The officers did not explicitly recede from their claims, but were brought round so far as to continue in service. In an address to Gen. Washington, they declared, "their unhappiness that any step of theirs should give him pain; but alleged in justification of themselves, "that repeated memorials had been presented to their legislature, which had been neglected;" and added-- "We have lost all confidence in that body. Reason and experience forbid that we should have any. Few of us have private fortunes; many have families who already are suffering every thing that can be received from an ungrateful country.
"Are we then to suffer all the inconveniences, fatigues and dangers, of a military life, while our wives and our children are perishing for want of common necessaries at home; and that without the most distant prospect of reward, for our pay is now only nominal? We are sensible that your excellency cannot wish or desire this from us.
"We are sorry that you should imagine we meant to disobey orders. It was, and still is, our determination to march with our regiment, and to do the duty of officers, until the legislature should have a reasonable time to appoint others; but no longer.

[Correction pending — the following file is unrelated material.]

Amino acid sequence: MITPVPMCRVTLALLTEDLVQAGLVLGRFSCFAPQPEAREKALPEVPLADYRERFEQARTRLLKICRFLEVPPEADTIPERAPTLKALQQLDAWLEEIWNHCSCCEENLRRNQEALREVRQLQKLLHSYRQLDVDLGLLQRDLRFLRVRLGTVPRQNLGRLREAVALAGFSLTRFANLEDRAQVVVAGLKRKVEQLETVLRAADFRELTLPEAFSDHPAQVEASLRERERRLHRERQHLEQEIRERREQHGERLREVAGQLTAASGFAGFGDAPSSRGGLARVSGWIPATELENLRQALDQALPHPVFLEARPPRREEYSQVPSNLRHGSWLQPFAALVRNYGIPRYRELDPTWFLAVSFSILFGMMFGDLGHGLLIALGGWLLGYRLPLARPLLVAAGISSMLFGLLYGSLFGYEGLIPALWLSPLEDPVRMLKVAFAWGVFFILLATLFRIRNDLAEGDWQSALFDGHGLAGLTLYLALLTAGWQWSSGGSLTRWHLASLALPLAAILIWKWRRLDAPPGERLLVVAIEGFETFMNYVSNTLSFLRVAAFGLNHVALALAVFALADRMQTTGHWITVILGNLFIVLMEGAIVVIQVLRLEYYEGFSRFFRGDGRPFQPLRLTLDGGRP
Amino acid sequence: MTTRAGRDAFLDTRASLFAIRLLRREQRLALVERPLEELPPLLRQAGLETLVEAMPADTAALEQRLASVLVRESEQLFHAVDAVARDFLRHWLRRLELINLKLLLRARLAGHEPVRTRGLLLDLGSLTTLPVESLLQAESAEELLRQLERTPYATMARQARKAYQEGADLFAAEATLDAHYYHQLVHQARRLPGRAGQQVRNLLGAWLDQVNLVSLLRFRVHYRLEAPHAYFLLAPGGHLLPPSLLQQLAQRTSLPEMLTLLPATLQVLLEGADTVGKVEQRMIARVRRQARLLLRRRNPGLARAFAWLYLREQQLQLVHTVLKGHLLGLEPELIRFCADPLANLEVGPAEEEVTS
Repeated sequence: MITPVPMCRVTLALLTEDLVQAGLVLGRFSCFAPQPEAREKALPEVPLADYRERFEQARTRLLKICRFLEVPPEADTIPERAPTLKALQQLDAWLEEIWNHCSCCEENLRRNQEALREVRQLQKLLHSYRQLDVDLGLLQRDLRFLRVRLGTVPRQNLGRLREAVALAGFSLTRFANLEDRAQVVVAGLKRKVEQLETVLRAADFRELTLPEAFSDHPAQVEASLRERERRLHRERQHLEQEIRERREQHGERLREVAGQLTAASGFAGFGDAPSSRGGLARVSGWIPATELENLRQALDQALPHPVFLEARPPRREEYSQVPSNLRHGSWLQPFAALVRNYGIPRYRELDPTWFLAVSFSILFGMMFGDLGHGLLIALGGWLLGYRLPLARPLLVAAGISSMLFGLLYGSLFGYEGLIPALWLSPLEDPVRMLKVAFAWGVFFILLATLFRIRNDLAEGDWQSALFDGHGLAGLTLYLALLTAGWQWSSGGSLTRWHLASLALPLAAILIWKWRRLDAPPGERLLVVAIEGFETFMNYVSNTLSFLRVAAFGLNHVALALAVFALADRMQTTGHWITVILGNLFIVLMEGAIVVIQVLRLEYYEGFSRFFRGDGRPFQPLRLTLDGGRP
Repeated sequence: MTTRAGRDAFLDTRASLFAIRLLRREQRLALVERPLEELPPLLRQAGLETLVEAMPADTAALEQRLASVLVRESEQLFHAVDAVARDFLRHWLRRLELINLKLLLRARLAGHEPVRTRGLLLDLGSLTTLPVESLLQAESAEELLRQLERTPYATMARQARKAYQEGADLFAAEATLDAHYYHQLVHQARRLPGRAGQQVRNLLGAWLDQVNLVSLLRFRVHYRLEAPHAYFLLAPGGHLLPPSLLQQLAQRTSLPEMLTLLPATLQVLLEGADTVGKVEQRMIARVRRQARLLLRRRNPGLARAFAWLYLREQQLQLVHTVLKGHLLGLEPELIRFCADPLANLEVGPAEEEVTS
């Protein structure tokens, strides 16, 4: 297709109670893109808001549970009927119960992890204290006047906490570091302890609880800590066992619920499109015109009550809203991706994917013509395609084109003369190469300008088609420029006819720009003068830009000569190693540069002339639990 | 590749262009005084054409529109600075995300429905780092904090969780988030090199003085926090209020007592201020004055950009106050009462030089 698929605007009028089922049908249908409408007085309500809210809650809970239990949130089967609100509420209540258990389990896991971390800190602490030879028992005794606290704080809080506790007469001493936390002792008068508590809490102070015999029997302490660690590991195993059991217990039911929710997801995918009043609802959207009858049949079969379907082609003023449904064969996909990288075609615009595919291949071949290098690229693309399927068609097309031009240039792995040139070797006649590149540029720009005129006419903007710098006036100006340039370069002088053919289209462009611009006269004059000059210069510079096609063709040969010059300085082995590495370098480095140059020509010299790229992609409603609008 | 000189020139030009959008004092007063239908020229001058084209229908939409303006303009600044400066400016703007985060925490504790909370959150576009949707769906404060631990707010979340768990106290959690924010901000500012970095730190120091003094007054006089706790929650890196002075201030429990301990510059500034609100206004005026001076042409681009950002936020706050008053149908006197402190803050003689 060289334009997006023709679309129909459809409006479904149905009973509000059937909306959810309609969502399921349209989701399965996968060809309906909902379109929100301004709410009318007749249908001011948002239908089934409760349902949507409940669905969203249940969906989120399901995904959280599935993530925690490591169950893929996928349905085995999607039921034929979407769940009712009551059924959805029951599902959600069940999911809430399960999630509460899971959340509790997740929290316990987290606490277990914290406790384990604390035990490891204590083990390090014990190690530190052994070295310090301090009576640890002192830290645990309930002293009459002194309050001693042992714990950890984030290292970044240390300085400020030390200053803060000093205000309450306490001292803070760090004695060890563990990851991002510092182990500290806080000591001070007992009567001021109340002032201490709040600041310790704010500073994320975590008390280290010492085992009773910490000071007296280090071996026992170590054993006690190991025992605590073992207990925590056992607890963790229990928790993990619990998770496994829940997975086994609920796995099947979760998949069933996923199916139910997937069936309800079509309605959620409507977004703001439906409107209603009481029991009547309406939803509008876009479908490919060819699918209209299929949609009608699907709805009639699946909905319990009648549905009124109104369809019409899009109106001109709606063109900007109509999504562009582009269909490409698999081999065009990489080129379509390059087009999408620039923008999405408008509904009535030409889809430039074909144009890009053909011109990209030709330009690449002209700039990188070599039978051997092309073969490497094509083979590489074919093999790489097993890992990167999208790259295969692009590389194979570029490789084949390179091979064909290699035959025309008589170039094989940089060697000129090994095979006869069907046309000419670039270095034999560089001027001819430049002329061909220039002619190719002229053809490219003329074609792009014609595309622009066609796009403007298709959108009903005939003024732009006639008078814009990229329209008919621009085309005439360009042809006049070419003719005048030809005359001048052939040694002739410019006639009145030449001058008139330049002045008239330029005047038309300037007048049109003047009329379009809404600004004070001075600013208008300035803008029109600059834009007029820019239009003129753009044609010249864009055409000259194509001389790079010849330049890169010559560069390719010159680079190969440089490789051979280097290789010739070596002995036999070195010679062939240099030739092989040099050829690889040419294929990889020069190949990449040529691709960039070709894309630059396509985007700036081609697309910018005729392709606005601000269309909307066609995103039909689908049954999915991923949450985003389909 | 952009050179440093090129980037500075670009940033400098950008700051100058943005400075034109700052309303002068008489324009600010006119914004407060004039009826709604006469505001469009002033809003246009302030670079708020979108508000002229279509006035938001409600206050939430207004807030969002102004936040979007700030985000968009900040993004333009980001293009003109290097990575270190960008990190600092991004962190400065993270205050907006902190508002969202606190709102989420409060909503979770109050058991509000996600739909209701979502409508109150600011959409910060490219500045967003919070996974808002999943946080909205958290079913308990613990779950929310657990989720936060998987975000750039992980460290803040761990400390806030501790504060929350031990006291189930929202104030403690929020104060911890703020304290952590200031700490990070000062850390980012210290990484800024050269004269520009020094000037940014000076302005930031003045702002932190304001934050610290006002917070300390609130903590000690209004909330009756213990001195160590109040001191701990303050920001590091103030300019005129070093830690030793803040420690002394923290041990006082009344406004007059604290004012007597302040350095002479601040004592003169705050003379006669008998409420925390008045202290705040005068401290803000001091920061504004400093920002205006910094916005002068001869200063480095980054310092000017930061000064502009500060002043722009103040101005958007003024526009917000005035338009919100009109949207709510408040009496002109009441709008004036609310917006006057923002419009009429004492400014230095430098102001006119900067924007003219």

"We beg leave to assure your Excellency, that we have the highest sense of your ability and virtues; that executing your orders has ever given us pleasure; that we love the service, and we love our country; but when that country is so lost to virtue and to justice as to forget to support its servants, it then becomes their duty to retire from its service."
The ground adopted by the officers for their justification, was such as interdicted a resort to stern measures; at the same time a compliance with their demands was impossible. In this embarrassing situation, Washington took no other notice of their letter than to declare to the officers, through Gen. Maxwell, "that while they continued to do their duty, he should only regret the part they had taken." The legislature of New-Jersey, roused by these events, made some partial provision for their troops. The officers withdrew their remonstrance, and continued to do their duty.
The consequences likely to result from the measures adopted by the Jersey officers being parried by the good sense and prudence of Gen. Washington, he improved the event when communicated to Congress, by urging on them the absolute necessity of some general and adequate provision for the officers of their army; and observed, "that the distresses in some corps are so great, that officers have solicited even to be supplied with the clothing destined for the common soldiery, coarse and unsuitable as it was. I had not power to comply with the request.